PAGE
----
Hispanic Wedding Traditions: Exploring Weddings in Latin America

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Although the majority of Mexican American couples now choose to have a modern celebration, many like to include one or more of the traditional Hispanic wedding traditions in their big day. In Mexico, Puerto Rico, and other Latin American countries, a wedding ceremony is a flamboyant affair. The Mexican culture is steeped in religious tradition and is very much focused on family and so are their customs.

The Wedding Party

Whilst most Western wedding parties feature bridesmaids, best man, and maid of honor, many Hispanic and Mexican couples will have los padrinos y madrinas or, wedding sponsors. Similar to Godparents chosen for a child’s baptism or christening, wedding sponsors are picked due to a special relationship with the bride, the groom or both. As well as being an integral part of the wedding ceremony, with assigned tasks, the wedding sponsors will also share the cost of the wedding. Often the wedding sponsors will be granted the honor of walking down the aisle behind the parents of the couple who are to be married.

Wedding Coins

Like many cultures, money and religion play a big part in Hispanic wedding traditions. During Mexican weddings, the groom displays his intent (and trust) to share his wealth with his bride by presenting her with 13 gold coins known as las arras matrimoniales. The coins, which have been blessed by a priest, are significant as is the number 13, which represents Jesus and the 12 apostles.

Mexican Wedding Money Dance

Sticking with the financial theme, a Spanish derived tradition at Mexican weddings is the money dance. Guests at a Mexican wedding reception will ‘buy’ a dance from the couple by pinning notes onto their clothing. Those who prefer not to dance will help to paper the dancefloor with bank notes as a symbol of good luck and financial wealth for the couple’s future. Some couples prefer not to have money pinned to their clothing for fear of damaging the fabric, in which case members of the family are assigned to collect the cash. The money dance is also a popular part of American weddings, for which reason this is an enduring part of Mexican American wedding ceremonies.

Wedding Lasso

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One of the fairly unique Hispanic marriage traditions is the wedding lasso or, el lazo. Don’t be alarmed though — the lasso itself is usually just constructed from flowers and rosary beads. The lasso forms a figure eight as it is placed first around the bride’s shoulders and then the groom’s, effectively joining them together. The lasso signifies eternal and unity and is worn throughout the mass, to be removed by the priest at the end of the service.

The Vows

As with weddings all over the world, a marriage is sanctified (and legalized) by the words spoken on the day by the bride and groom and by the priest or celebrant. The priest or celebrant will state 11 obligations that the couple vows to undertake and, the couple will respond to each statement by saying, ‘Si accepto’, which is translated as ‘I accept this.’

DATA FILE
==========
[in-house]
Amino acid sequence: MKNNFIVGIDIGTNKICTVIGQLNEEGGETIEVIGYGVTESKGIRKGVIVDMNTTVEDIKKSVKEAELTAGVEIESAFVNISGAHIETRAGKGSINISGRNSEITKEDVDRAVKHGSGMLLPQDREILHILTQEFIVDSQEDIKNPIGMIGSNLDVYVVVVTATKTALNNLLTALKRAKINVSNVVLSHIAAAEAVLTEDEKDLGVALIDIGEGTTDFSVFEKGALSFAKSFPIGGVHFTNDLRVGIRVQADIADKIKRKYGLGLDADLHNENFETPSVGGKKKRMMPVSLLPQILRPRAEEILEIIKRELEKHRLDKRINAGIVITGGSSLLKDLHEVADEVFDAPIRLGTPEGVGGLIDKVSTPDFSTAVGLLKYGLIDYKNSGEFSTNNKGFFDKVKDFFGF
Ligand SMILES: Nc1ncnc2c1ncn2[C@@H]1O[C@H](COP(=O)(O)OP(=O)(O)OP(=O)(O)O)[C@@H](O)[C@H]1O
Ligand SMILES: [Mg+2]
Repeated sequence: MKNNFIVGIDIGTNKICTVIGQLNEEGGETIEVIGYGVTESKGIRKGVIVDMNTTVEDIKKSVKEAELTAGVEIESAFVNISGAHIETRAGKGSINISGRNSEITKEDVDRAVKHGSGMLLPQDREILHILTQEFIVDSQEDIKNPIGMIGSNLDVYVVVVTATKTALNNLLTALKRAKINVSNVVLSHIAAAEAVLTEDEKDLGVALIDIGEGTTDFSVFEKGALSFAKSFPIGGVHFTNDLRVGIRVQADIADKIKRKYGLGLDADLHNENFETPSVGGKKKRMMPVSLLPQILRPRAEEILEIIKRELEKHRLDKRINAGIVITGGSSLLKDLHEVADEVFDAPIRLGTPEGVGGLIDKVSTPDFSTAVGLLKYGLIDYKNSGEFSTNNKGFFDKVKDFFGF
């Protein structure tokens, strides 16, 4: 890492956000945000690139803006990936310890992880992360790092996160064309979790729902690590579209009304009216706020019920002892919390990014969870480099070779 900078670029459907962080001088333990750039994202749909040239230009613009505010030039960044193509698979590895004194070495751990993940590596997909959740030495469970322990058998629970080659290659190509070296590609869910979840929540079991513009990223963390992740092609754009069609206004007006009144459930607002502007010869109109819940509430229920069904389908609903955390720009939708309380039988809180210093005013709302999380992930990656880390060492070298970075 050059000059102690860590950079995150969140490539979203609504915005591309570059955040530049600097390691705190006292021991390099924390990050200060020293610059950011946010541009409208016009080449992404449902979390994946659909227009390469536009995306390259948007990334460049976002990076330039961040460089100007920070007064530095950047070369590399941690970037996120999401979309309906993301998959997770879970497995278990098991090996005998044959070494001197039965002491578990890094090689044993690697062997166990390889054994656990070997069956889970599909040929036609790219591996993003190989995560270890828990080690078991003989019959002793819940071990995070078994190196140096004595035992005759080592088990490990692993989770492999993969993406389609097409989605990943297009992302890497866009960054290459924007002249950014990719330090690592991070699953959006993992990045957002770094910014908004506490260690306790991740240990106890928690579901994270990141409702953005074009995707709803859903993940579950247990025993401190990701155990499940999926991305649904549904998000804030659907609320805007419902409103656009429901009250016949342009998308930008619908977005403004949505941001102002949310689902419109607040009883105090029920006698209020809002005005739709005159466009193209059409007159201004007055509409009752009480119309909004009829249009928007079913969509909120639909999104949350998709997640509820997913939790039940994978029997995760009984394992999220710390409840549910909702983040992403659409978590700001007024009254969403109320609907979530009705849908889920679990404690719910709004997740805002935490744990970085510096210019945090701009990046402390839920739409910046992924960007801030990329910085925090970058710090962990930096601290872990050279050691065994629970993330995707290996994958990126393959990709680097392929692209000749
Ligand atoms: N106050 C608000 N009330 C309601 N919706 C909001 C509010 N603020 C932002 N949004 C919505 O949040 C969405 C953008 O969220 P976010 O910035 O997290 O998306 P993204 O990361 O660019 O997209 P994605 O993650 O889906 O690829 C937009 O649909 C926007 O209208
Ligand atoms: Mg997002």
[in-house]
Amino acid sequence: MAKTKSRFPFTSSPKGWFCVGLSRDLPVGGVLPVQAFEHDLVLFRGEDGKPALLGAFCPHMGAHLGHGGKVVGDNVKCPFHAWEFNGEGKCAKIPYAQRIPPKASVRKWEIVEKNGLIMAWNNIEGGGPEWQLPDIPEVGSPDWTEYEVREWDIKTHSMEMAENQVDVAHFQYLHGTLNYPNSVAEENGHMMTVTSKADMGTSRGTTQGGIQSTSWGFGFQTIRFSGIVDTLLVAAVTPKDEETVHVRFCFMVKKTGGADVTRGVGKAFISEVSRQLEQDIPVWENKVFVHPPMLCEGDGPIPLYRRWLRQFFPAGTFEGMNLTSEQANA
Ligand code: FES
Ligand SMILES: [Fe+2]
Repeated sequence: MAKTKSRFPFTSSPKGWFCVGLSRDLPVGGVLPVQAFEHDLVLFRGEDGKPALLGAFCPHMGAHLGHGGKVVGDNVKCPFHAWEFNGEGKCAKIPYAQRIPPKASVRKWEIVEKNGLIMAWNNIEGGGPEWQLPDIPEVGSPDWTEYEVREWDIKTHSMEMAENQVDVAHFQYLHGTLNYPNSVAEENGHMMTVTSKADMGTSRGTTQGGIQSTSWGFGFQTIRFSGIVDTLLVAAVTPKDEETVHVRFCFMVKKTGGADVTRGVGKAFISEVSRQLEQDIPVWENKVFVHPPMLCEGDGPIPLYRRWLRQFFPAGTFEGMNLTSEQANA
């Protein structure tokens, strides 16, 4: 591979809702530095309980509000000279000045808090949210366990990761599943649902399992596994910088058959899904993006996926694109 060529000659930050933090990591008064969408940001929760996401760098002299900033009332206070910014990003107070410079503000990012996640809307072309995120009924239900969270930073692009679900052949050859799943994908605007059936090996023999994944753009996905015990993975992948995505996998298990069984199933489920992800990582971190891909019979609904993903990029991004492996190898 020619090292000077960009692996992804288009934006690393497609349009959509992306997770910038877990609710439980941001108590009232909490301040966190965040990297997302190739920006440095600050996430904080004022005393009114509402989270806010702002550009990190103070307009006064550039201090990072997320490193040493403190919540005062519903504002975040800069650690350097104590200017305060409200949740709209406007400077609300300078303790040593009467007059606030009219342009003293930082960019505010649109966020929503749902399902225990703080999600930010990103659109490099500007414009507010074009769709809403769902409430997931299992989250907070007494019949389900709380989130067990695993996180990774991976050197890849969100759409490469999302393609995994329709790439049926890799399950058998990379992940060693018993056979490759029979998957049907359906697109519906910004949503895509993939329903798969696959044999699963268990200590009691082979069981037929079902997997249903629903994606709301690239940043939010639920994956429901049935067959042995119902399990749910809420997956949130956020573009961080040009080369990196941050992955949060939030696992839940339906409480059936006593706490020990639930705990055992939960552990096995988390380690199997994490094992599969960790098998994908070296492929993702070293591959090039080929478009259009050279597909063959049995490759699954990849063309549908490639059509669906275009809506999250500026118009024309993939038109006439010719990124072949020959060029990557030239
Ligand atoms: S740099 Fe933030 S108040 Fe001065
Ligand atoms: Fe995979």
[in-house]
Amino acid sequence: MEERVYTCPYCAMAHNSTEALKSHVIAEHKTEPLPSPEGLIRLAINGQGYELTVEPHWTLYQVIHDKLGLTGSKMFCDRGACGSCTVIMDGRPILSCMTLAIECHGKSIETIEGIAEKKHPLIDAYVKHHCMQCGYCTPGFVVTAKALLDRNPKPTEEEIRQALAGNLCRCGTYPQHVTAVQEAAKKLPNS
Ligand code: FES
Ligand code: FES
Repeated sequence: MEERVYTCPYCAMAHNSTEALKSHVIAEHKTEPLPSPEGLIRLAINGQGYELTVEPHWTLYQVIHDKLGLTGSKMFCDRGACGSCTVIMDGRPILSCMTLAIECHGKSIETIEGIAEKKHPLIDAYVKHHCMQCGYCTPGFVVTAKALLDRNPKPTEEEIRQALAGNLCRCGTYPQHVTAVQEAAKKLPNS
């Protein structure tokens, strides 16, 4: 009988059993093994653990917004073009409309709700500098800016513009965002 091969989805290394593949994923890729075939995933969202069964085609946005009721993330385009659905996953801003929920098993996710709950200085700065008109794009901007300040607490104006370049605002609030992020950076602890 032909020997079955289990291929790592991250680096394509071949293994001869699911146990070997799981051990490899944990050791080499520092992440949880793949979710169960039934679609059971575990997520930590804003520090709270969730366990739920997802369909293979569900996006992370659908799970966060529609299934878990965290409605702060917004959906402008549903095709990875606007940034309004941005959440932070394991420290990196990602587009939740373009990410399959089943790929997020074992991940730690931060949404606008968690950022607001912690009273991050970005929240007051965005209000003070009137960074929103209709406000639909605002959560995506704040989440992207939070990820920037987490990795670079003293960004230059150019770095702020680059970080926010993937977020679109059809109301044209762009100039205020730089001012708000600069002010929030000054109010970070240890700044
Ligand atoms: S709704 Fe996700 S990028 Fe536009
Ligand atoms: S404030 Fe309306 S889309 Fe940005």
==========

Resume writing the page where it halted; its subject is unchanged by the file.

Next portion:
These obligations will include both parties agreeing to love and respect one another plus:

  • The groom will vow to protect his wife;
  • The bride will vow to show her husband support and understanding;
  • Both parties will take a vow of responsibility toward any children that the marriage produces;
  • Both parties will promise to be faithful to one another (similar to the Western vow of ‘forsaking all others’.

After making these vows to one another, the couple will, in turn, present one another with a wedding band, which will be worn on the third finger of the left hand for the duration of the marriage. The wedding band, which traditionally is a plain ring of gold, signifies the eternal sanctity of the union.

Party Time

After the ceremony, it is, of course, time for the couple to celebrate with their loved ones.

 

According to Hispanic wedding traditions, the reception will include lots of food, drink, and dancing. During the meal, guests are presented with wedding favors such as sugared almonds or a trinket as a thank you for attending the wedding and for gifts given. Traditionally, Mexican families would invite their entire community to attend and would provide food and drink for all. These days, of course, this would be an extremely expensive affair and so the guest list tends to be restricted to a limited number of friends and family. From the more formal reception meal, the guests will usually stay to party through the evening — often drinking and dancing until the early hours of the morning.

 

Due to the numbers of wedding guests being limited, many Mexican and Hispanic couples will hold a la tornaboda, or an after-party for close friends and family. This tends to be a more intimate gathering where food and drink are provided to the guests in a less formal setting.